Shuttle Atlantis has arrived at Launch Pad 39A, following her rollout from the Vehicle Assembly Building (VAB) Saturday morning.
Her mission, STS-122, is undergoing a final round of refinements, which include the potential inclusion of the outstanding EVA and repair to the starboard SARJ (Solar Alpha Rotary Joint) on the ISS. Also, hopes the launch window could be extended by a day appear to have been dashed.
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L2: STS-122 to STS-127 documentation already available.
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**LIVE updates on Discovery STS-120 Post Flight and STS-124 Processing**
Atlantis’ 11 day mission will be the fourth launch of the year for the shuttle fleet, pending approval of a launch date – currently NET (No Earlier Than) December 6 – as work continues to prepare the International Space Station (ISS) for the arrival of Atlantis’ payload, the European Columbus module.
Hopes that an additional day could be added on to the end of the short December 6-13 launch window do not appear to be viable, with planning information this week noting: ‘Working on expansion of launch window for higher beta. Doesn’t look like we’ll get extra day.’
Regardless, Atlantis and the STS-122 stack remain on track to support the opening of the launch window, should ISS stage work allow, with only one issue being discussed by shuttle managers.
‘Looking at ET umbilical sep camera. Able to command it to take photos, but are troubleshooting problems with downloading photos,’ noted the latest Shuttle Stand-up/Integration report, an issue that is not believed to be related to Atlantis’ debuting of the new ET Umbilical Camera Flash (Sync Cable and Flash) modification.
‘Two separate legs of firmware capability built into system. Will switch from A leg to B leg. Think it’s a fire wire issue. Pictures are still within the camera. Issue is transmission to ground. Launching with dark scenario for this next flight anyway. This is not a constraint to rollout to pad.’
Flight Readiness Reviews are continuing for the mission, ahead of next week’s SSP (Space Shuttle Program) FRR. While the reviews aren’t working major issues, they are challenged with a number of agency wishes, including what may be an early solution to the starboard SARJ issue.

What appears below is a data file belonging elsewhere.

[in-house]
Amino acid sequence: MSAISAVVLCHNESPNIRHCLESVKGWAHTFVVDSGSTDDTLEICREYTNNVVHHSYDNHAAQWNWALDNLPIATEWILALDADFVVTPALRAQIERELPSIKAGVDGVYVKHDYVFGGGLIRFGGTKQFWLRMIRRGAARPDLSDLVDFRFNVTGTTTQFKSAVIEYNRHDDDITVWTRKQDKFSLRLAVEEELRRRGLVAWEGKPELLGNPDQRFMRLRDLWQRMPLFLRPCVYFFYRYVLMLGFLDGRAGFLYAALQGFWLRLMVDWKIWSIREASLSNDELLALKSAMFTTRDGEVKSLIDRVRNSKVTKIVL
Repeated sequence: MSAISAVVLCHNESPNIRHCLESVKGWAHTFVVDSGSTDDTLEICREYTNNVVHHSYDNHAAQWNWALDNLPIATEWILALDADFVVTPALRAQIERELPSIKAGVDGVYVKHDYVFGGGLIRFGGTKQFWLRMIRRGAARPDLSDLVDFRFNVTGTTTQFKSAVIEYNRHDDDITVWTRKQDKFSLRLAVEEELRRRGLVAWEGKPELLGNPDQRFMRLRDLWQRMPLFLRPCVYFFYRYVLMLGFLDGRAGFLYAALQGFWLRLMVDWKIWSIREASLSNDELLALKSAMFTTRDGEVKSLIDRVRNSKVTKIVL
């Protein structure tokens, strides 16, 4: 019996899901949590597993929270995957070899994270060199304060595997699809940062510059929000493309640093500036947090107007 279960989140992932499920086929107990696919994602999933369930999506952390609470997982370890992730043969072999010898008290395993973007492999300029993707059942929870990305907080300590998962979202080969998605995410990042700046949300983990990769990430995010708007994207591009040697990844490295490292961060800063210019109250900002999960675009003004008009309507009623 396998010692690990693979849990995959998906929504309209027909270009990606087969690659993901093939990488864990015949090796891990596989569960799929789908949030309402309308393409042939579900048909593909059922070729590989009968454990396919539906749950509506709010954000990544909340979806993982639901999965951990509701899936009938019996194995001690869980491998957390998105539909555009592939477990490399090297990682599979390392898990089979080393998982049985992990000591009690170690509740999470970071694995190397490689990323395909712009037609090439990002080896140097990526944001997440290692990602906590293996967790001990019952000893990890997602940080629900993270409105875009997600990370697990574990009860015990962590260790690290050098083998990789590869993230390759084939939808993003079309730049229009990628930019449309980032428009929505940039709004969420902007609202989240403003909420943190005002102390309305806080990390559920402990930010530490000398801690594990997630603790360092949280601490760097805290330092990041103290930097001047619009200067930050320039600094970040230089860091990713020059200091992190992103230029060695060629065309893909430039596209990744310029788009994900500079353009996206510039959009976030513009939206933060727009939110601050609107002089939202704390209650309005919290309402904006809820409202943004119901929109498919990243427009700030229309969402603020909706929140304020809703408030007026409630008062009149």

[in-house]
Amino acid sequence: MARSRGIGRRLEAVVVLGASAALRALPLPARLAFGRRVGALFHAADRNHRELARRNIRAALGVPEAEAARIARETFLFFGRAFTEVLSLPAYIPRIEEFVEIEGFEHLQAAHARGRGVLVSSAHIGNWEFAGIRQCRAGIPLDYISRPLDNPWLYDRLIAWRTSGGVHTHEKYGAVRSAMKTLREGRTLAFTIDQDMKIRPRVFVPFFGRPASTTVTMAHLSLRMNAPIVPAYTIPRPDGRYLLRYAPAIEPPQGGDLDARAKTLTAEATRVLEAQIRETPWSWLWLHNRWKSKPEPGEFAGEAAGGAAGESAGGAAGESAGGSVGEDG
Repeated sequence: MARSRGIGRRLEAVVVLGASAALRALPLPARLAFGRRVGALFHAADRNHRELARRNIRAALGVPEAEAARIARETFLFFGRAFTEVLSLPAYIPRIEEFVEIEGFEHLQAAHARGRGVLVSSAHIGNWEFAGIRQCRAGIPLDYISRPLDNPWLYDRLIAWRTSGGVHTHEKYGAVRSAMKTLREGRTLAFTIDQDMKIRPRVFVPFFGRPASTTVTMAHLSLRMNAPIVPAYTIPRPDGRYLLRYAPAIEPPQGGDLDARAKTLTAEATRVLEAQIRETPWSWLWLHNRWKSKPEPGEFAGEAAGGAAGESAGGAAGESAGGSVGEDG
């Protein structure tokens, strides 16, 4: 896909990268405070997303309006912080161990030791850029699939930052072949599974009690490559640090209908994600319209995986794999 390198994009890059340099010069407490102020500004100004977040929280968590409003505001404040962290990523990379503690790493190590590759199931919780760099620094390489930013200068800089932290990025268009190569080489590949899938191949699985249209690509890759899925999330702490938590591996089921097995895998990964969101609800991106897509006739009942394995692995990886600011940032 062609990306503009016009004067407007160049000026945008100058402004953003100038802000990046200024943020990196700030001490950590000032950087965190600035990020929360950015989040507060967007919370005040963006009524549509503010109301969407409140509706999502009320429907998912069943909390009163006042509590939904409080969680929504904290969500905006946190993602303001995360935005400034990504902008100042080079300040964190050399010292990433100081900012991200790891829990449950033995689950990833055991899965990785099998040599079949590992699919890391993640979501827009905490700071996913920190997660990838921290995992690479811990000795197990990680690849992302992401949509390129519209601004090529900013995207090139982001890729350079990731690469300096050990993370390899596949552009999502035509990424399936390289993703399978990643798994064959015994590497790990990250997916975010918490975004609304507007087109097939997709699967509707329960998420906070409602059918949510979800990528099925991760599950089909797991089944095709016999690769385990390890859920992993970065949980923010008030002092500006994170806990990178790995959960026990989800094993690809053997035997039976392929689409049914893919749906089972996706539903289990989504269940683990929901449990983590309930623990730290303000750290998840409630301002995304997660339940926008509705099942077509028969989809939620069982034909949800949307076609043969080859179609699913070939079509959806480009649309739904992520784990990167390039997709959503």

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As seen prior to the arrival of Discovery on STS-120, increased drive motor current levels observed during Starboard SARJ rotation indicated the joint was experiencing increased friction levels. A change in signature and upward trends have been noticed since STS-118.
‘Per ISS request, inspection of the Starboard SARJ Cover 12 was conducted on EVA-2 of Discovery’s mission. The crew reported metal shavings sticking to the race-ring, brackets and other areas. The Starboard SARJ was taken off of Autotrack.
The scheduled Flight Day 11, EVA 4 was changed to a dedicated spacewalk for a more thorough inspection of the remaining 21 SARJ covers. However, EVA 4 was rescheduled for historic P6 4B SAW (Solar Array Wing) repair, after a tear was suffered on panels 36 & 37 (bays 11, 12, and 13 from the tip) during deployment.
‘Te current plan is for the Starboard SARJ to be rotated by Direct Positioning only (No Autotrack) as needed. The ISS has started discussions regarding Starboard SARJ remediation,’ noted one of 12 post STS-120 IFA (In Flight Anomaly) presentations, which received an answer on the latest Stand-up.
‘SARJ story going to Space Station Program Control Board to look at options for STS-122. Crew compartment folks have been carrying parallel work to determine where to put DLA and trundle bearings. This is 350 pounds of stowage rearrangement and may require another Delta Bench Review.’
Atlantis’ payload has already arrived at the pad, although a ‘strange’ issue is being reviewed. It is not thought to be a problem. but will require confirmation ahead of Atlantis’ ride uphill.
‘Columbus came in unexpectedly lighter than expected when it was weighed,’ added the Stand-up. ‘Looking at affect on Verification Loads Analysis.’
It’s a busy time for the shuttle workforce, with continuing post flight reviews for STS-120 flowing in, whilst preparations for STS-122’s launch are ongoing. This – once again and deservedly – earned the praise of shuttle manager Wayne Hale.
‘Outstanding work was done all the way around on this mission. Everyone should be proud and should take time to appreciate this fact, because there is another mission coming. Will begin Program FRR on Tuesday. Although there are not many IFAs or special topics, there are other items of interest.
‘It is thrilling to be part of this Program.’
A full round up of the FRR presentations generated this week – and available to download in L2 – will be added to forthcoming articles.
L2 members: All documentation and quotes – from which the above article has quoted snippets – is available in full in the related L2 sections, updated live.
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